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The New Hu in Town

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China Power

The New Hu in Town

Hu Chunhua’s appointment as Guangdong Province’s new party chief suggests a bright future.

On Tuesday Xinhua News Agency announced that Hu Chunhua was being appointed as party secretary of Guangdong Province in the southeastern part of the country. While the announced was not surprising — it has been rumored since before the 18th Party Congress — it is notable for what it implies about CCP politics.  

Hu Chunhua’s promotion is in essence one Hu Jintao protégé replacing another — former Guangdong Party Secretary Wang Yang. Hu Chunhua is a man to watch, already seen as a favored contender for elevation to the Politburo Standing Committee (PBSC) in five or ten years, and his elevation is confirmation that his mentor did not come out of the recent leadership transition empty-handed.

Hu's move to Guangdong of course means that Guangdong's previous party chief, Wang Yang, is between jobs.  Wang is also a favorite of Hu Jintao and erstwhile favorite for the Standing Committee.  It seems that he will be heading to Beijing to join the central government  — while his new position has not been announced, Hu Chunhua referred to a Central appointment for Wang in his first speech as Guangdong party chief: “Let us hope that Wang Yang will continue to concern himself with Guangdong's development in his new post with the Central Leadership.”

Hu himself is almost certainly being groomed for the presidency by his older namesake.  Already a member of the Politburo at the age of 49, he will be at the right age to assume the office at the end of Xi's term in 2022.  If the current trend (based on three examples, it is not much of a trend) of the presidency alternating between factions continues, he appears to be the most logical choice.

“Little” Hu Chunhua — he is not related to the outgoing president but his CV reads like a Xerox copy of Hu Jintao's — is thought to have reformist sympathies.  After graduating from Peking University in 1983, Little Hu took the unusual step of volunteering to work for the Communist Youth League (CYL) in Tibet. He would spend the next two decades in the autonomous region — even becoming fluent in the local language — ultimately rising to the position of first vice-party secretary in 2005.

It was during his time in Tibet that he met and worked under Hu Jintao, who served as party secretary of Tibet from 1988 until he was called back to Beijing in 1992 to become the youngest member of the Politburo Standing Committee. And just as Hu Jintao’s deft handling of the Tibetan Autonomous Region is said to have won him Deng Xiaoping’s favor, many believe it was Hu Chunhua’s performance in Tibet that endeared him to Hu Jintao.

Whatever the reason, it was clear that Little Hu had President Hu’s support when he was appointed as Governor of Hebei Province in 2008, after having served as first secretary of the CYL Central Committee. Further cementing the view that he had strong backing from President Hu was Little Hu’s quick reappointment to party chief of Inner Mongolia in 2009 at a time when many of his colleagues in Hebei Province were coming under fire from the Party and the public because of the province’s role in the infamous tainted milk scandal. Hu remained party chief of Inner Mongolia until his most recent appointment this week.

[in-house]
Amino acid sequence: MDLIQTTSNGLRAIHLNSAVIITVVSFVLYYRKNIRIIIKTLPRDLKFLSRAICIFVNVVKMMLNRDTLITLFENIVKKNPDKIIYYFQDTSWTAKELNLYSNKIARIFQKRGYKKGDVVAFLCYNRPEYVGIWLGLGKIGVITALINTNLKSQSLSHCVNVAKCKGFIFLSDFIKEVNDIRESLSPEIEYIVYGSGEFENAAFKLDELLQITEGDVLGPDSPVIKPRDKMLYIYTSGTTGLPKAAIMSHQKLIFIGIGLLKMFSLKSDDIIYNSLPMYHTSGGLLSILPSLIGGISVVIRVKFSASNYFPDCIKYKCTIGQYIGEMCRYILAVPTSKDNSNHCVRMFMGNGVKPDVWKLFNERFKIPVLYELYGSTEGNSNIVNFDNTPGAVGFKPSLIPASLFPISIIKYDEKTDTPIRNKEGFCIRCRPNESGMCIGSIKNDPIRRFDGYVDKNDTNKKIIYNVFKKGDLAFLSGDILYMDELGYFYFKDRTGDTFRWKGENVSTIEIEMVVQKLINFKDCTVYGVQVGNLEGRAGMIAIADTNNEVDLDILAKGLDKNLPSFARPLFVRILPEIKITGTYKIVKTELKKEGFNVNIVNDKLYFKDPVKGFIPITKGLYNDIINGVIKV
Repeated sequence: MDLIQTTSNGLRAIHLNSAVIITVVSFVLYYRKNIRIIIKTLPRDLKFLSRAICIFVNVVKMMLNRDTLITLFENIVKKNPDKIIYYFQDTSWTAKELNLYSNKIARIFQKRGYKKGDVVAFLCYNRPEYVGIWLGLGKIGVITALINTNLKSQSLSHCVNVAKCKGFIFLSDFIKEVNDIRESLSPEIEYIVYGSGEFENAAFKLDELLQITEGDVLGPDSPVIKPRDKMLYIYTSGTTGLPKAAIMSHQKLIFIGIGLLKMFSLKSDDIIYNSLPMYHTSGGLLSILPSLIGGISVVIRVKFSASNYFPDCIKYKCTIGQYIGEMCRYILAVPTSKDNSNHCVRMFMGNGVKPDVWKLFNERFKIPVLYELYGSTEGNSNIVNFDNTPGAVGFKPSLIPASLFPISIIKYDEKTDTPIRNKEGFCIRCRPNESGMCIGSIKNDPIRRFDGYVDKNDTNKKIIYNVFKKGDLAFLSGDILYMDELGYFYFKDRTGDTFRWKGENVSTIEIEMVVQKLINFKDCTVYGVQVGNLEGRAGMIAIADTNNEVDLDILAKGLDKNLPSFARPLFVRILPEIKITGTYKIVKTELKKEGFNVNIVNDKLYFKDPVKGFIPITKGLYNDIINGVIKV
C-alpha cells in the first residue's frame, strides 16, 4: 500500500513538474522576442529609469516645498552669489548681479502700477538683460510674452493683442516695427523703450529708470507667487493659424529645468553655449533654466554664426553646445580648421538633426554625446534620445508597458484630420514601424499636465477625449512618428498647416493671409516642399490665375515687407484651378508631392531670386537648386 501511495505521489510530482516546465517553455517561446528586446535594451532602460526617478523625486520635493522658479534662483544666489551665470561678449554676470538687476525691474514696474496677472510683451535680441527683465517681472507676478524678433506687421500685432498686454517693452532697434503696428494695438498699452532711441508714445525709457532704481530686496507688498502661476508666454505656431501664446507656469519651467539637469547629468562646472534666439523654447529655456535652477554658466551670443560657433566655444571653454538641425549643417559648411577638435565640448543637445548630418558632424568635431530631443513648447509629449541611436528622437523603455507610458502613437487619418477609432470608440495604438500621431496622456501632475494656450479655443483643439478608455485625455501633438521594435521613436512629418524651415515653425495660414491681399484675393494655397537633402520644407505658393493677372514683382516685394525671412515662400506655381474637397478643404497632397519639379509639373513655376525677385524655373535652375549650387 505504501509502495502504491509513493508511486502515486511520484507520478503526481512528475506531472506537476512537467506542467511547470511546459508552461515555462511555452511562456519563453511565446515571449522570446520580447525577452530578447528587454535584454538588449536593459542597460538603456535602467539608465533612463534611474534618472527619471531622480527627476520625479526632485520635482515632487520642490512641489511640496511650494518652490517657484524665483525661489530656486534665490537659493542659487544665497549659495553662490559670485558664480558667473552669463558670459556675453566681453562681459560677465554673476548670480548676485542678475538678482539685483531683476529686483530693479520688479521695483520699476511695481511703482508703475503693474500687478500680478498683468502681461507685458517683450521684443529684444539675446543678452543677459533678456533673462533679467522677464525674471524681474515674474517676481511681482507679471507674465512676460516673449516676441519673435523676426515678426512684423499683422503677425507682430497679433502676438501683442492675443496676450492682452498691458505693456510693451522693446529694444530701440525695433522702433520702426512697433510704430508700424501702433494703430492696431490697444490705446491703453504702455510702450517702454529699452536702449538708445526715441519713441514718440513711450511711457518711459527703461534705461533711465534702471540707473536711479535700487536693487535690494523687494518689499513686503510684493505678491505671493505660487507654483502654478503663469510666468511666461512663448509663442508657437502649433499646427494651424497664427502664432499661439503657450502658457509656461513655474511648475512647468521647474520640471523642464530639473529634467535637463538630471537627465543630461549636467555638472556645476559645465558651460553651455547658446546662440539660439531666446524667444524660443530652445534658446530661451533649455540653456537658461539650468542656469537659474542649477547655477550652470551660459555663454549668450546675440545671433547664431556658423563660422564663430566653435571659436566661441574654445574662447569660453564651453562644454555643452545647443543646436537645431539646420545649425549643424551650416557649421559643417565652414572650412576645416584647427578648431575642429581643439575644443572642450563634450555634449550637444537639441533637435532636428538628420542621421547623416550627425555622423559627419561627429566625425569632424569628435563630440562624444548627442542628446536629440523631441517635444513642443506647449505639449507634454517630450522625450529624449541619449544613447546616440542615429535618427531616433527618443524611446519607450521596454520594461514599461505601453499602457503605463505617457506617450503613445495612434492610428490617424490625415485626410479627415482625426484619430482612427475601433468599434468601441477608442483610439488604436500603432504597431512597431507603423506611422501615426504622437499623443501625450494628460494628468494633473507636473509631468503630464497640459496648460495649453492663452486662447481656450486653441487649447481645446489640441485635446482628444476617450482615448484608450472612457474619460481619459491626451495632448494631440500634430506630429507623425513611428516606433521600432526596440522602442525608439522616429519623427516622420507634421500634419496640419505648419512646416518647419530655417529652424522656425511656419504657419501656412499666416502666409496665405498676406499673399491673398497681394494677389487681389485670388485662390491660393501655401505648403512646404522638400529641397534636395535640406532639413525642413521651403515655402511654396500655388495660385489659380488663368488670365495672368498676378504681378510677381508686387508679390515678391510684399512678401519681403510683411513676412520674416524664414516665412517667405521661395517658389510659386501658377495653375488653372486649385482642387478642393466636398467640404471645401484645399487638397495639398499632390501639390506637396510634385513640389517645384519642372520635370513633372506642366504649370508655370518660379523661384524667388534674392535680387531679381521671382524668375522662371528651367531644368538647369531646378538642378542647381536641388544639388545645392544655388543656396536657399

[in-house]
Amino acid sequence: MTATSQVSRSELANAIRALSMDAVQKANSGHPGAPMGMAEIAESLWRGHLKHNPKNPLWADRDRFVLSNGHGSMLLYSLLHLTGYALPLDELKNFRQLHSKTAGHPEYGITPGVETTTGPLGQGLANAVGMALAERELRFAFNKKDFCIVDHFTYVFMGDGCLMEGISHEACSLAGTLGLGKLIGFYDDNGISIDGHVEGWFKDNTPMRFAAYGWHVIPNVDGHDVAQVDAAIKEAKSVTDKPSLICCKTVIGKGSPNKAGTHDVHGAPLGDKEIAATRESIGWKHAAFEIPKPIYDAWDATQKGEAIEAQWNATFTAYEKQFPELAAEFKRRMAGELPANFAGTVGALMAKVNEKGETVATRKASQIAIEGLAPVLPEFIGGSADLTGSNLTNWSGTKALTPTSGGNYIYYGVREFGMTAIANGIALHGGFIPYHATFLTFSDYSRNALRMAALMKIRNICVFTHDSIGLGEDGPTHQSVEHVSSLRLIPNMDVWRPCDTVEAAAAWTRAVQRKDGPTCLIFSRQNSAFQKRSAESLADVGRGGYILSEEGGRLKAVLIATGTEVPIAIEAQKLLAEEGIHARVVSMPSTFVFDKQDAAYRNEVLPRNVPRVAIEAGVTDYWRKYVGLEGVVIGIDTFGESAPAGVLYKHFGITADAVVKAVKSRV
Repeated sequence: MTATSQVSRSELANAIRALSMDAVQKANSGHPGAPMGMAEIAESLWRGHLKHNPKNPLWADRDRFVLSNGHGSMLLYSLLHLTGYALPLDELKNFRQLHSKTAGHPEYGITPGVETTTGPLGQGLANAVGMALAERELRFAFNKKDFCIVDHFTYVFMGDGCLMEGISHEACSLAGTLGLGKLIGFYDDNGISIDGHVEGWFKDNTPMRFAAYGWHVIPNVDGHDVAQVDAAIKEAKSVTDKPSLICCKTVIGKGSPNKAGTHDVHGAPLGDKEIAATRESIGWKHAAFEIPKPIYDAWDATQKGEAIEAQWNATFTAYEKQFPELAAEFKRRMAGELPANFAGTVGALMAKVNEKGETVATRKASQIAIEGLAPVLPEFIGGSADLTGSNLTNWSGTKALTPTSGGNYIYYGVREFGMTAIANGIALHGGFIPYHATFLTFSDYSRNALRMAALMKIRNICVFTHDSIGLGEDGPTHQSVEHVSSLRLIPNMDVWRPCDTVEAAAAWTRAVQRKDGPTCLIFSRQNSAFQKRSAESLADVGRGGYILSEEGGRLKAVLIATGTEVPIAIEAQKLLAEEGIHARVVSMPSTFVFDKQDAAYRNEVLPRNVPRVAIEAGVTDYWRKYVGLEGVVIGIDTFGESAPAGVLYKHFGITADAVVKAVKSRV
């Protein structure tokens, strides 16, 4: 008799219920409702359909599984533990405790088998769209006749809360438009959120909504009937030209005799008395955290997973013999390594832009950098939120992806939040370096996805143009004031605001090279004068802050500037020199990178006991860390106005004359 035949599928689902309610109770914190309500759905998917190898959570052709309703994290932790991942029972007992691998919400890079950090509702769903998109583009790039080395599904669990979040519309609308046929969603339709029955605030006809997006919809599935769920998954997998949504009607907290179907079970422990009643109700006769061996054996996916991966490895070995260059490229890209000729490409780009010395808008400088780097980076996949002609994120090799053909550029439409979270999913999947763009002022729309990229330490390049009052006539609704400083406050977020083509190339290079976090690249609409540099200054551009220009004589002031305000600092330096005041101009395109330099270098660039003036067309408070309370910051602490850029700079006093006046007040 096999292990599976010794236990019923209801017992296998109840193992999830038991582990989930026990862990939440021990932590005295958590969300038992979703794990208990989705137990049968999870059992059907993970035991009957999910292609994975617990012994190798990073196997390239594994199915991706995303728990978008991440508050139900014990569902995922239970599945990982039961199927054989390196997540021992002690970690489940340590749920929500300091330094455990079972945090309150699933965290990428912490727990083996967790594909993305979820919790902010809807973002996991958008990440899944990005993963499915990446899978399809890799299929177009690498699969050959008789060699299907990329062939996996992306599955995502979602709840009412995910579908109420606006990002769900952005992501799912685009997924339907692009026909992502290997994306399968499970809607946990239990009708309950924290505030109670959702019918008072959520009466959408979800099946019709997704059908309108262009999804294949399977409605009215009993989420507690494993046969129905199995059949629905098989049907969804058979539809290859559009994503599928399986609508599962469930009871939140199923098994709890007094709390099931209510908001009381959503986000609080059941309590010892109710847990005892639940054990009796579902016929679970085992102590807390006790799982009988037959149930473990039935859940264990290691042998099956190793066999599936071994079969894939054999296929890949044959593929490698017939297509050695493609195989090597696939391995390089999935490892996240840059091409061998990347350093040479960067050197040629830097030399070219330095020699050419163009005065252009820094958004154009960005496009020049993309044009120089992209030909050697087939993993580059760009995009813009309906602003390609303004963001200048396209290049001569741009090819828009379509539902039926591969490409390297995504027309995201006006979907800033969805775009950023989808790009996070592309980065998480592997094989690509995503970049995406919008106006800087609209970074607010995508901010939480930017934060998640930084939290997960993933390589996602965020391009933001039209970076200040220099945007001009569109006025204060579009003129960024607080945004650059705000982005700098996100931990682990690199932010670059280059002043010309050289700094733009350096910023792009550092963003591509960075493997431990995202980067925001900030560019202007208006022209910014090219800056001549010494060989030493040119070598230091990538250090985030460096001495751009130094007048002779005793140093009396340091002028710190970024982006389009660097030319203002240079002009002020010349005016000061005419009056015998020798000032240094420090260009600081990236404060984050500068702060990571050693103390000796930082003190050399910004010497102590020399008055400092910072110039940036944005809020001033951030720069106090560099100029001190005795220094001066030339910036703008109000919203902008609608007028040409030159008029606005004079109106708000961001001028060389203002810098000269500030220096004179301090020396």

A Guangdong posting will give “Little Hu” a chance to burnish his reformist credentials, like Wang Yang before him.  If Xi follows through on his talk of reform, that may prove to be a valuable skill.  Guangdong is China's most liberal province and frequently given to experimentation — if Xi is looking for models for national reform the leader of Guangdong may get some chances to influence the direction of national policy with some inventive provincial initiatives, such as Wang Yang's much-ballyhooed “Wukan model.”

This trend should also give us some pause before rooting for Wang or Hu as reformers — neither of their records shows particularly bold action before traveling to Guangdong, so to some extent Wang's liberal policies in the southern province may simply reflect institutional momentum. In fact, besides his time in Tibet, Little Hu initiated a harsh crackdown at the first signs of protests in Inner Mongolia in the spring of 2011. Some felt Hu had overreacted but he did not shirk from his decision, recently telling the Financial Times, “When we deal with mass incidents, there is no question we will take compulsory measures . . . We will be tough when we need to be tough, and we will be soft when we need to be soft.”

To my mind, the most interesting thing we've learned from this is that Hu Jintao still seems to consider Guangdong a good launching pad for Standing Committee campaigns, despite Wang Yang's falling short in the last round of changes.  This is quite a change from Hu Jintao's younger days — he made his name by handling troublesome provinces with ethnic minority populations like Gansu and Tibet — and perhaps brings the Communist Youth League faction's style closer to that of its rivals, both of whose presidents have done their final provincial posting in the wealthy export center of Shanghai.

In any case, Little Hu’s appointment is indicative of a larger trend of Hu Jintao protégés moving up the Party Hierarchy ahead of the 19th Party Congress in 2017, where five of the seven PBSC members are expected to step down as a result of mandatory retirement ages. In fact, according to the South China Morning Post, of the five provincial party posts announced on Tuesday, four of the individuals are closely tied to the Communist Youth League, Hu Jintao’s powerbase.